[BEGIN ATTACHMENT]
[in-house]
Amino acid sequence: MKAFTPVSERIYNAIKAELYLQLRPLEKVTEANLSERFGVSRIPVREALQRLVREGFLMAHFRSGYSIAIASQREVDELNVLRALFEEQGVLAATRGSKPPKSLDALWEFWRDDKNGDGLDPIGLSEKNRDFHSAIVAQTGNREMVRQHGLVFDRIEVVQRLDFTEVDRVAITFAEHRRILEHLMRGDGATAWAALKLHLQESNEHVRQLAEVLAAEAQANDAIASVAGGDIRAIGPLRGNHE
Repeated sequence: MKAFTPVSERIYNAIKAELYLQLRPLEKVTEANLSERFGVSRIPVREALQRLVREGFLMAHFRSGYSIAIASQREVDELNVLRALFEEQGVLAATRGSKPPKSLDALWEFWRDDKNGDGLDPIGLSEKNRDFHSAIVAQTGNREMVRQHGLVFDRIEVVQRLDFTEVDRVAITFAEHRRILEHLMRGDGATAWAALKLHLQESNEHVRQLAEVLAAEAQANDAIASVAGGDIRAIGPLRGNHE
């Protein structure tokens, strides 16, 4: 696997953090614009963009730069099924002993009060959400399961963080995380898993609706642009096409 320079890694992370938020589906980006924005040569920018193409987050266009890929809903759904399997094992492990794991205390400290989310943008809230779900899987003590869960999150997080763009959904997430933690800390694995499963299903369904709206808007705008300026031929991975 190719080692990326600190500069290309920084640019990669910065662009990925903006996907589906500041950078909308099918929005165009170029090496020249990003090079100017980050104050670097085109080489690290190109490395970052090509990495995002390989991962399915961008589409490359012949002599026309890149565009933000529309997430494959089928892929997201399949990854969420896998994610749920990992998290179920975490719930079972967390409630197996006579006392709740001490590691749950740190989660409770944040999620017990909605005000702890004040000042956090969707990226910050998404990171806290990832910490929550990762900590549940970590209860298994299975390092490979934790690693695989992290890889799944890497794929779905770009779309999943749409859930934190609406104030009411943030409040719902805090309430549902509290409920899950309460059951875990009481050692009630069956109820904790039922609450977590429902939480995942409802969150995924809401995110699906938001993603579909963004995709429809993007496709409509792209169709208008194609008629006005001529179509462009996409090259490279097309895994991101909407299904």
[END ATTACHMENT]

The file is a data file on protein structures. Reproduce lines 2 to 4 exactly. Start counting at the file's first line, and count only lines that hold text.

Amino acid sequence: MKAFTPVSERIYNAIKAELYLQLRPLEKVTEANLSERFGVSRIPVREALQRLVREGFLMAHFRSGYSIAIASQREVDELNVLRALFEEQGVLAATRGSKPPKSLDALWEFWRDDKNGDGLDPIGLSEKNRDFHSAIVAQTGNREMVRQHGLVFDRIEVVQRLDFTEVDRVAITFAEHRRILEHLMRGDGATAWAALKLHLQESNEHVRQLAEVLAAEAQANDAIASVAGGDIRAIGPLRGNHE
Repeated sequence: MKAFTPVSERIYNAIKAELYLQLRPLEKVTEANLSERFGVSRIPVREALQRLVREGFLMAHFRSGYSIAIASQREVDELNVLRALFEEQGVLAATRGSKPPKSLDALWEFWRDDKNGDGLDPIGLSEKNRDFHSAIVAQTGNREMVRQHGLVFDRIEVVQRLDFTEVDRVAITFAEHRRILEHLMRGDGATAWAALKLHLQESNEHVRQLAEVLAAEAQANDAIASVAGGDIRAIGPLRGNHE
């Protein structure tokens, strides 16, 4: 696997953090614009963009730069099924002993009060959400399961963080995380898993609706642009096409 320079890694992370938020589906980006924005040569920018193409987050266009890929809903759904399997094992492990794991205390400290989310943008809230779900899987003590869960999150997080763009959904997430933690800390694995499963299903369904709206808007705008300026031929991975 190719080692990326600190500069290309920084640019990669910065662009990925903006996907589906500041950078909308099918929005165009170029090496020249990003090079100017980050104050670097085109080489690290190109490395970052090509990495995002390989991962399915961008589409490359012949002599026309890149565009933000529309997430494959089928892929997201399949990854969420896998994610749920990992998290179920975490719930079972967390409630197996006579006392709740001490590691749950740190989660409770944040999620017990909605005000702890004040000042956090969707990226910050998404990171806290990832910490929550990762900590549940970590209860298994299975390092490979934790690693695989992290890889799944890497794929779905770009779309999943749409859930934190609406104030009411943030409040719902805090309430549902509290409920899950309460059951875990009481050692009630069956109820904790039922609450977590429902939480995942409802969150995924809401995110699906938001993603579909963004995709429809993007496709409509792209169709208008194609008629006005001529179509462009996409090259490279097309895994991101909407299904």